This is Ms. Sassy Pants, a beautiful long lashed young wild mare.  Late in 2007 it was brought to my attention that a herd of 27 wild horses was being sold to slaughter.  Oddly, these horses were not old or sick, just unwanted.  The owner couldn't keep them & wanted a fast way out.  This was my first "eye opening exposure to the senseless slaughter of sound horses".  How could anyone slaughter young healthy horses?? Of course I became involved in the rescue.  At New Years, momentum was rallied for adoption & fortunately many were pre-adopted sight unseen.  The remaining herd was brought to Happy Horse Haven. In a few brief weeks due to local newspaper exposure & support from the community, 8 were adopted out, with 4 more over time as well.  Only one was not adopted-the  young mare whom I named Ms. Sassy pants.  She gave birth to Equinox (the foal featured on the "About Us" page).  He was named because he was born on the calendar day of the vernal Equinox. Another horse from the herd, a wild stud (whom we quickly gelded along with the other studs), was a stand out because of his gorgeous markings. He was immediately adopted & desired by many.  Time passed & he was never picked up so he still remains at Happy Horse Haven Rescue.  I later named him Comanche.  He is, again, up for adoption.   (Comanche is the horse featured  on every card "back" of the Help Horses Heal deck of cards.  See fundraising products.)

This registered pregnant QH mare, arrived from North Dakota.  She is a unique Cremello.  Later giving birth to a sweet registered buckskin foal, this deserving mare still resides at HHH.  In 2008, Cremello was 1 OF 7 registered pregnant mares headed for slaughter, along with 2 registered studs.  Only 2-4 horses were to remain at HHH, but due to economics & the need for safe re-cooperation, the entire herd stayed.  Sadly upon arrival, one sorrel mare (who had dropped 3 times on the ride from N. Dakota to Texas) was near death due to long term neglect.  This sorrel, whom I later named Navaho Red, is now perfectly healthy & back to full weight.  HHH found loving homes for 2 of the pregnant mares.  Both had world champion background & both later gave birth to registered healthy foals.  All 4 reside within 30 miles of HHH.  The remaining mares, foals & stud are available for adoption.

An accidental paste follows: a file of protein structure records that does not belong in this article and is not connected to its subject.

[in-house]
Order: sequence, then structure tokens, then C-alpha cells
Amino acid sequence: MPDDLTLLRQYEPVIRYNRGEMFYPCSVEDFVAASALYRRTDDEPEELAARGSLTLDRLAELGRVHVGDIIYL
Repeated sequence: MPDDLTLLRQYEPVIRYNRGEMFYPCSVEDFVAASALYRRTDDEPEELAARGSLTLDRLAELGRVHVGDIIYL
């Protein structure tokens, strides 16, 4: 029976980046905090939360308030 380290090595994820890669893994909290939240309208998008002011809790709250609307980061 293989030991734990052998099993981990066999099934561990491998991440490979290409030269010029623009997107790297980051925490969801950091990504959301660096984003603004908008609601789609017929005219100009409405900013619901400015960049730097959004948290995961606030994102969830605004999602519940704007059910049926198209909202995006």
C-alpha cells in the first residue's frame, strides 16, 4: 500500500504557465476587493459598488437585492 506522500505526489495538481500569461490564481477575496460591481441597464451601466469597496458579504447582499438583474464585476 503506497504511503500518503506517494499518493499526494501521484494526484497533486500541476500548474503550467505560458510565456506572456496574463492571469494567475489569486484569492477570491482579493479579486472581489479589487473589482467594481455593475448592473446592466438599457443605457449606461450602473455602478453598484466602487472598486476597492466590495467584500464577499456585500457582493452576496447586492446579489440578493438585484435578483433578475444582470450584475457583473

*Note:  The stud is a registered 12 year old paint.  He has laminitis. We are trying to keep him in tact for his safety & to retain his working value in hopes of adoptive interests. I named  him Maverick & he is gentle & very sweet.  He was severely neglected, but has made 100% improvement in his favor-both mentally & physically!  His foals are noticeably outstanding.  (See Sergeant Major under foals.)  HHH's policy is to geld studs, but the risk of death at his age is too great.


This impressive gelding paint, Santana, has ringbone.  He is such a loving horse & playful matriarc to young foals.  To avoid slaughter due to his limp, the owner personally brought him here to live out his days.  A donation was made to HHH for us to use herbs for a hopeful recovery.  Although the herbs did allow for more freedom of movement & less pain, Santana needs to stay on the formulas to ensure his relief, otherwise he will revert back.  This is still good news for Santana, who is clearly a very happy & wise soul.  Here at HHH we take pride in the natural  care we provide our horses.  We feed raw garlic (which we grow organically), & provide special herbal formulas to meet each horses particular needs; including a daily herbal supplement for the more healthy horses as well.  We have an array of horses with issues such as EPM, laminitis, navicular, ringbone, & insulin intolerence, drug-related, blindness, and swaybacked, etc.).  We also offer plant enzymes to build their immune system & relieve digestive stresses. We are dedicated to holistic alternatives as a way of life here at the rescue.